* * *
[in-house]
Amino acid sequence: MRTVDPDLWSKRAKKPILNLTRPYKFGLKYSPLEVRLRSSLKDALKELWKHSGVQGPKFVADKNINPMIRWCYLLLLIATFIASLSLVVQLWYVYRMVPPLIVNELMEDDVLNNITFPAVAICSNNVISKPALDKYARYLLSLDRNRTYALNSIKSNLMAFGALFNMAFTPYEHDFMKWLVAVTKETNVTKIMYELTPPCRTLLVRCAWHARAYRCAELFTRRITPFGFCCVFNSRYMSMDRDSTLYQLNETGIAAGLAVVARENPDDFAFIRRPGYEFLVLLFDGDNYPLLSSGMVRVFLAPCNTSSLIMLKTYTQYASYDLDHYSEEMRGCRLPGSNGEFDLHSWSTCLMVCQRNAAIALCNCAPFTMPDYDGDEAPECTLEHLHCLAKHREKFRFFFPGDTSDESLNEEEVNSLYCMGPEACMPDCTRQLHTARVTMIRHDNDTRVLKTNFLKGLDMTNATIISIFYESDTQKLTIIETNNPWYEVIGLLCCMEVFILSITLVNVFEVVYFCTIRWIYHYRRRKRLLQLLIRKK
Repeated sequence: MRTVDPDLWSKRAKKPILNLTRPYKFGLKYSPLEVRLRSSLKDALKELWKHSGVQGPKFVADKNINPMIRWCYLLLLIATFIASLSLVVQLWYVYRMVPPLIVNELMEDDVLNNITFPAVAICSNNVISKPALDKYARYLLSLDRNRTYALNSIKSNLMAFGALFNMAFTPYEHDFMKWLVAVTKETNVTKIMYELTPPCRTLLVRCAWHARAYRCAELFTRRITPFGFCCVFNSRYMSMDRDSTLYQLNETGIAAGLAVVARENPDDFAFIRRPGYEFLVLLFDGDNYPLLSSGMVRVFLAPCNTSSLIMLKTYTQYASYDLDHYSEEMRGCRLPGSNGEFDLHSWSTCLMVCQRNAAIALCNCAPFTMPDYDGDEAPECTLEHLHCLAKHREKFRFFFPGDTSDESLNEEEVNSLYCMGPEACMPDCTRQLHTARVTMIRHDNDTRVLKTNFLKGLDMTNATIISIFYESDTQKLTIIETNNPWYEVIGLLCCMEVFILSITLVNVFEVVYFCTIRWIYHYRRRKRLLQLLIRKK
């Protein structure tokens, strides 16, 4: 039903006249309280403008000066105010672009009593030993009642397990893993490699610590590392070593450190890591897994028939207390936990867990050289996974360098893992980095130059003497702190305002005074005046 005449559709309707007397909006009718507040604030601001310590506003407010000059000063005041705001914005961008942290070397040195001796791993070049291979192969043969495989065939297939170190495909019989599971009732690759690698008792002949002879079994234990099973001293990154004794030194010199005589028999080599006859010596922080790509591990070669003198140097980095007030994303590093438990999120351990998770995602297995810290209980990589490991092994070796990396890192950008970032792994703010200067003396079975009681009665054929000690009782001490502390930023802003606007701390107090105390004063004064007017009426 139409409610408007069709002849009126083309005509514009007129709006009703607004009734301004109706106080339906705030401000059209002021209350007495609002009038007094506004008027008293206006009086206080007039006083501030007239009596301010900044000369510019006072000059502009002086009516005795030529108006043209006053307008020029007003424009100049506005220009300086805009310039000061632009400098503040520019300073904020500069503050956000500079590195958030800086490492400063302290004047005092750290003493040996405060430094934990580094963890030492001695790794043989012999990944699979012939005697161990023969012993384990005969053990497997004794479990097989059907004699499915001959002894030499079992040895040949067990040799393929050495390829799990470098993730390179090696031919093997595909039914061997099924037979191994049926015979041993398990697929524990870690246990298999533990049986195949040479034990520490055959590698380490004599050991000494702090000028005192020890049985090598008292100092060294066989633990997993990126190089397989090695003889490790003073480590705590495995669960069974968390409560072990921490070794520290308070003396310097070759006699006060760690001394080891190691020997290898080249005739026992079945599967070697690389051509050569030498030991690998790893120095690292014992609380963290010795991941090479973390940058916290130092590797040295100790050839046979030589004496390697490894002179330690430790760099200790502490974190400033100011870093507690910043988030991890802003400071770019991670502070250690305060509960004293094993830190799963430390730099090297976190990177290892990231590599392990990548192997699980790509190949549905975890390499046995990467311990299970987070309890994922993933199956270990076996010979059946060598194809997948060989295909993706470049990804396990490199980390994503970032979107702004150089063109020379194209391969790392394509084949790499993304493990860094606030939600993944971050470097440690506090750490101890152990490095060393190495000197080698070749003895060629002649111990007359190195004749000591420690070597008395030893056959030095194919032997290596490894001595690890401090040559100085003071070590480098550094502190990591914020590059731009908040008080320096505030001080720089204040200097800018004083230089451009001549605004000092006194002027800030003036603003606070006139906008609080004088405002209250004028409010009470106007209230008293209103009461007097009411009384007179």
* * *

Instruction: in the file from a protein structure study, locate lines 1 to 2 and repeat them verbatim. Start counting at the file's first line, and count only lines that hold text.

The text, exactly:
[in-house]
Amino acid sequence: MRTVDPDLWSKRAKKPILNLTRPYKFGLKYSPLEVRLRSSLKDALKELWKHSGVQGPKFVADKNINPMIRWCYLLLLIATFIASLSLVVQLWYVYRMVPPLIVNELMEDDVLNNITFPAVAICSNNVISKPALDKYARYLLSLDRNRTYALNSIKSNLMAFGALFNMAFTPYEHDFMKWLVAVTKETNVTKIMYELTPPCRTLLVRCAWHARAYRCAELFTRRITPFGFCCVFNSRYMSMDRDSTLYQLNETGIAAGLAVVARENPDDFAFIRRPGYEFLVLLFDGDNYPLLSSGMVRVFLAPCNTSSLIMLKTYTQYASYDLDHYSEEMRGCRLPGSNGEFDLHSWSTCLMVCQRNAAIALCNCAPFTMPDYDGDEAPECTLEHLHCLAKHREKFRFFFPGDTSDESLNEEEVNSLYCMGPEACMPDCTRQLHTARVTMIRHDNDTRVLKTNFLKGLDMTNATIISIFYESDTQKLTIIETNNPWYEVIGLLCCMEVFILSITLVNVFEVVYFCTIRWIYHYRRRKRLLQLLIRKK